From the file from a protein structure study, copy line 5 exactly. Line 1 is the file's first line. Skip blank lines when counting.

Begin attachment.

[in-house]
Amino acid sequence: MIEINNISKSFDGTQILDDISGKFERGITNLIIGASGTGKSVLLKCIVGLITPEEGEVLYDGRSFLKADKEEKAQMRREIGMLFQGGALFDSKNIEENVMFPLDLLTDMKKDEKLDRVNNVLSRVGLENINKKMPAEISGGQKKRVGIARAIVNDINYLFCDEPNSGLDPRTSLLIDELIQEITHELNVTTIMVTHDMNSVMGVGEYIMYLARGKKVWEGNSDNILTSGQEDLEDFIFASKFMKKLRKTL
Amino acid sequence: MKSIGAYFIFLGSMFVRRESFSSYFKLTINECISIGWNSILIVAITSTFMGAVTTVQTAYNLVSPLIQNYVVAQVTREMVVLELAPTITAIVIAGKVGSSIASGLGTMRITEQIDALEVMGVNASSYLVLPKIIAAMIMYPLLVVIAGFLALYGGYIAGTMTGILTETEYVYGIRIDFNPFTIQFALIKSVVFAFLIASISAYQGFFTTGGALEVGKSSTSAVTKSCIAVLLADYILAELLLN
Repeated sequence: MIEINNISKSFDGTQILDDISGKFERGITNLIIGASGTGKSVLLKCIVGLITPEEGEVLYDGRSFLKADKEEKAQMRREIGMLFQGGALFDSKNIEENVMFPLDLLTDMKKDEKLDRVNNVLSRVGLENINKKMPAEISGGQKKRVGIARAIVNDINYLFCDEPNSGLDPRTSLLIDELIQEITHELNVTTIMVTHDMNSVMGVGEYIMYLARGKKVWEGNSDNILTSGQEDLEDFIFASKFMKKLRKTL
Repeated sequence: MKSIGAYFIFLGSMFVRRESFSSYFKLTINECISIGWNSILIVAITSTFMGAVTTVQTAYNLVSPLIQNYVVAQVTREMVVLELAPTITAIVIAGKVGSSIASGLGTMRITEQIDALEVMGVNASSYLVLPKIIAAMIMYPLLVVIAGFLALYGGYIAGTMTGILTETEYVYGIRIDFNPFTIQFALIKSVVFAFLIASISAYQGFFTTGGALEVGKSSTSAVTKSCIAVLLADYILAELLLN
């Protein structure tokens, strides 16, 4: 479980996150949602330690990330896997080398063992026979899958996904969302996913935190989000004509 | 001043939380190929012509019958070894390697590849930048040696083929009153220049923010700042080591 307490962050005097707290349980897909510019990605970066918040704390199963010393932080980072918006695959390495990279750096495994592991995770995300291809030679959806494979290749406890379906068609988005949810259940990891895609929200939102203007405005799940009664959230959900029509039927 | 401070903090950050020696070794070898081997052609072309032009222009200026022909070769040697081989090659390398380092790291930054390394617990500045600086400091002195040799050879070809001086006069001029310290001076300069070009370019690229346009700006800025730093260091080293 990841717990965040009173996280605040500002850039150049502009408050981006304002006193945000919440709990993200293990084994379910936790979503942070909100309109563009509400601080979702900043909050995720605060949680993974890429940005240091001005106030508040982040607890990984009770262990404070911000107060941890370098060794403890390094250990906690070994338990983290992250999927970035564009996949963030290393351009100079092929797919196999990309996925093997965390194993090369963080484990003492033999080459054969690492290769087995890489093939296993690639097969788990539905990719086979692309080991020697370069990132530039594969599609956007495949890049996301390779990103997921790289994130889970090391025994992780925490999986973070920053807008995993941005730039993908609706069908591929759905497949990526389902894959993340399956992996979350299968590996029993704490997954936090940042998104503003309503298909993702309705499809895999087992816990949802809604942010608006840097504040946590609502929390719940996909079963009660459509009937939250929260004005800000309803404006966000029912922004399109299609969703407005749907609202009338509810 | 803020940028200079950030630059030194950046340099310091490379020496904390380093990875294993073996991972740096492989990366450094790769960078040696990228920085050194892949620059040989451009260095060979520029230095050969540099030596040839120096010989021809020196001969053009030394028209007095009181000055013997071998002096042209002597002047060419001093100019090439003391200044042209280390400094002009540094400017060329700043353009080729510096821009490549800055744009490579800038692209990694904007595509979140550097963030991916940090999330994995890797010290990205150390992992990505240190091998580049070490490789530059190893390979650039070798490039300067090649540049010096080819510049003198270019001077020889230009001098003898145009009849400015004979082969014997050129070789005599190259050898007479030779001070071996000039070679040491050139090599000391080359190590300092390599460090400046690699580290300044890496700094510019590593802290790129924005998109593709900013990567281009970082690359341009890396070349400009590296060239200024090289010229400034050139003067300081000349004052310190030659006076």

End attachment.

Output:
Repeated sequence: MKSIGAYFIFLGSMFVRRESFSSYFKLTINECISIGWNSILIVAITSTFMGAVTTVQTAYNLVSPLIQNYVVAQVTREMVVLELAPTITAIVIAGKVGSSIASGLGTMRITEQIDALEVMGVNASSYLVLPKIIAAMIMYPLLVVIAGFLALYGGYIAGTMTGILTETEYVYGIRIDFNPFTIQFALIKSVVFAFLIASISAYQGFFTTGGALEVGKSSTSAVTKSCIAVLLADYILAELLLN